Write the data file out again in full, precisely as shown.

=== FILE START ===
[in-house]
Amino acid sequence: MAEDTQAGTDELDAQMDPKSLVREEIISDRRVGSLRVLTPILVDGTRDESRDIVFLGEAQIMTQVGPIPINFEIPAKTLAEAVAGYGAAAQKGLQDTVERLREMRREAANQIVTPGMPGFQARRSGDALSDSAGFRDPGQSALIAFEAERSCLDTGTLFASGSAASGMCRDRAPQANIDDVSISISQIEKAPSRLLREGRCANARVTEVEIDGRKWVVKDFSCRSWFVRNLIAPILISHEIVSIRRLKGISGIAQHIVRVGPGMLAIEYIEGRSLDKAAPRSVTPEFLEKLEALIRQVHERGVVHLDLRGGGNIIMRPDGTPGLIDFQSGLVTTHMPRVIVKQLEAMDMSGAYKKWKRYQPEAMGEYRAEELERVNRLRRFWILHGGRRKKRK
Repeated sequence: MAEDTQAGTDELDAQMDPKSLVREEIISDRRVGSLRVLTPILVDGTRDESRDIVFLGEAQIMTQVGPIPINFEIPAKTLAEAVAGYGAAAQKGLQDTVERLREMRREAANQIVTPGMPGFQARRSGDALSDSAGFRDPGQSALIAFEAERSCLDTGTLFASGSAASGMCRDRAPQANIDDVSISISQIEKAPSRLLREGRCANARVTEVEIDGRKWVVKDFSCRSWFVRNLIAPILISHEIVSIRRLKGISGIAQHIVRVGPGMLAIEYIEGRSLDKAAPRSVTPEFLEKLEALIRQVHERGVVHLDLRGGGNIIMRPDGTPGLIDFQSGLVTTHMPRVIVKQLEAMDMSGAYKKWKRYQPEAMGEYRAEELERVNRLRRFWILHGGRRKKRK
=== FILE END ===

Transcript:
[in-house]
Amino acid sequence: MAEDTQAGTDELDAQMDPKSLVREEIISDRRVGSLRVLTPILVDGTRDESRDIVFLGEAQIMTQVGPIPINFEIPAKTLAEAVAGYGAAAQKGLQDTVERLREMRREAANQIVTPGMPGFQARRSGDALSDSAGFRDPGQSALIAFEAERSCLDTGTLFASGSAASGMCRDRAPQANIDDVSISISQIEKAPSRLLREGRCANARVTEVEIDGRKWVVKDFSCRSWFVRNLIAPILISHEIVSIRRLKGISGIAQHIVRVGPGMLAIEYIEGRSLDKAAPRSVTPEFLEKLEALIRQVHERGVVHLDLRGGGNIIMRPDGTPGLIDFQSGLVTTHMPRVIVKQLEAMDMSGAYKKWKRYQPEAMGEYRAEELERVNRLRRFWILHGGRRKKRK
Repeated sequence: MAEDTQAGTDELDAQMDPKSLVREEIISDRRVGSLRVLTPILVDGTRDESRDIVFLGEAQIMTQVGPIPINFEIPAKTLAEAVAGYGAAAQKGLQDTVERLREMRREAANQIVTPGMPGFQARRSGDALSDSAGFRDPGQSALIAFEAERSCLDTGTLFASGSAASGMCRDRAPQANIDDVSISISQIEKAPSRLLREGRCANARVTEVEIDGRKWVVKDFSCRSWFVRNLIAPILISHEIVSIRRLKGISGIAQHIVRVGPGMLAIEYIEGRSLDKAAPRSVTPEFLEKLEALIRQVHERGVVHLDLRGGGNIIMRPDGTPGLIDFQSGLVTTHMPRVIVKQLEAMDMSGAYKKWKRYQPEAMGEYRAEELERVNRLRRFWILHGGRRKKRK